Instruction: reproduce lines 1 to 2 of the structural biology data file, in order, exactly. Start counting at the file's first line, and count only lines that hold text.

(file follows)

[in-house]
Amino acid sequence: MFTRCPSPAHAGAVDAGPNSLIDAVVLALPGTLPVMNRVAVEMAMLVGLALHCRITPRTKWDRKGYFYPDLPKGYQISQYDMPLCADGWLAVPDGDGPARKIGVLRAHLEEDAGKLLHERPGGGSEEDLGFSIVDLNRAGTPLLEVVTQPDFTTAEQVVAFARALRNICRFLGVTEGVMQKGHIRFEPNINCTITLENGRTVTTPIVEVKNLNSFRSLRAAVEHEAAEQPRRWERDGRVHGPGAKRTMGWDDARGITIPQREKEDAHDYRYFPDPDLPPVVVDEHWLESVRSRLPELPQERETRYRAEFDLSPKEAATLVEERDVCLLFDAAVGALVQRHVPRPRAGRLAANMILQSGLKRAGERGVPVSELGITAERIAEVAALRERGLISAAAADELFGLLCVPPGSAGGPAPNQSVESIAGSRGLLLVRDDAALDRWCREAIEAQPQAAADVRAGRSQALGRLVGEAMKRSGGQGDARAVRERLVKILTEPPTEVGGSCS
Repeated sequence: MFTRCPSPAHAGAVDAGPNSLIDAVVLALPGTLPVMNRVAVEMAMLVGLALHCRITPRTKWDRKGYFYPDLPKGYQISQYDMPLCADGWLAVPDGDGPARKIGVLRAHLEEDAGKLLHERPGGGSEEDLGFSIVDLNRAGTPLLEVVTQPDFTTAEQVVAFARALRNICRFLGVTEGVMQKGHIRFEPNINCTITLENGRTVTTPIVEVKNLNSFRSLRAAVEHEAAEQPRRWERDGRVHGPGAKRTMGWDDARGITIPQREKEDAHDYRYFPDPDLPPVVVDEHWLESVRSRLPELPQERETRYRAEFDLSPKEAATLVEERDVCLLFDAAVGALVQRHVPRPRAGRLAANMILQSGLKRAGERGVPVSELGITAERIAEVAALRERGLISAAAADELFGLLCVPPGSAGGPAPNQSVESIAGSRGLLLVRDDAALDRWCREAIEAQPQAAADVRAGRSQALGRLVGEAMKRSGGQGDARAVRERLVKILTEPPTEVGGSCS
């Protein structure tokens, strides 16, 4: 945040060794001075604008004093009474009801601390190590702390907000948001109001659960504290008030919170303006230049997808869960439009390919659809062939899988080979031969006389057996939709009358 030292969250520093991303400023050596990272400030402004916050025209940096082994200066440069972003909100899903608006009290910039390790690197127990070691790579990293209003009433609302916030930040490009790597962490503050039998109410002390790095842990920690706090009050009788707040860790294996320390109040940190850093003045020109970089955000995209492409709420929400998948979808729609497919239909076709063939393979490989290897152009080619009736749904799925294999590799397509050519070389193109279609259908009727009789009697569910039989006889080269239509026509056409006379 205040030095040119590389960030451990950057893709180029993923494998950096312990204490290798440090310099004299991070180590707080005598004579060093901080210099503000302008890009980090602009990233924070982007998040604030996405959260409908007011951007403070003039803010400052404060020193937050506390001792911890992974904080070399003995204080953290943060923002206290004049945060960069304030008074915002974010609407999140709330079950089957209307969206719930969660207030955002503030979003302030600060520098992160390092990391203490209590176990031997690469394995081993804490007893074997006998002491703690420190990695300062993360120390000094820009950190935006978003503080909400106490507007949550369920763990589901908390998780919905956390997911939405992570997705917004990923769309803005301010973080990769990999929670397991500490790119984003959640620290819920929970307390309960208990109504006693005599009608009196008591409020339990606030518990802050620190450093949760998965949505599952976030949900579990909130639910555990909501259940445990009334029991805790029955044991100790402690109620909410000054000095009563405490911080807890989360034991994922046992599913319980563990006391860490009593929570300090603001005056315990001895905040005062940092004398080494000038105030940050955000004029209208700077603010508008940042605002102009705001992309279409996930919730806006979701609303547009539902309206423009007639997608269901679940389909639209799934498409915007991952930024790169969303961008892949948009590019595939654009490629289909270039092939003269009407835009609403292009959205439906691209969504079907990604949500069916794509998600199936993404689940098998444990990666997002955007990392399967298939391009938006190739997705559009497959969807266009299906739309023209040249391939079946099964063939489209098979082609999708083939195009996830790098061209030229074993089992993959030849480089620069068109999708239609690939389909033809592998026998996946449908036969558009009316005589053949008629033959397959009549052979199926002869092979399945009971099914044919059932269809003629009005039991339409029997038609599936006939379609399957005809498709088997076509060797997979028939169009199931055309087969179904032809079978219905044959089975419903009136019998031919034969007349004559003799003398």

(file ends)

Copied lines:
[in-house]
Amino acid sequence: MFTRCPSPAHAGAVDAGPNSLIDAVVLALPGTLPVMNRVAVEMAMLVGLALHCRITPRTKWDRKGYFYPDLPKGYQISQYDMPLCADGWLAVPDGDGPARKIGVLRAHLEEDAGKLLHERPGGGSEEDLGFSIVDLNRAGTPLLEVVTQPDFTTAEQVVAFARALRNICRFLGVTEGVMQKGHIRFEPNINCTITLENGRTVTTPIVEVKNLNSFRSLRAAVEHEAAEQPRRWERDGRVHGPGAKRTMGWDDARGITIPQREKEDAHDYRYFPDPDLPPVVVDEHWLESVRSRLPELPQERETRYRAEFDLSPKEAATLVEERDVCLLFDAAVGALVQRHVPRPRAGRLAANMILQSGLKRAGERGVPVSELGITAERIAEVAALRERGLISAAAADELFGLLCVPPGSAGGPAPNQSVESIAGSRGLLLVRDDAALDRWCREAIEAQPQAAADVRAGRSQALGRLVGEAMKRSGGQGDARAVRERLVKILTEPPTEVGGSCS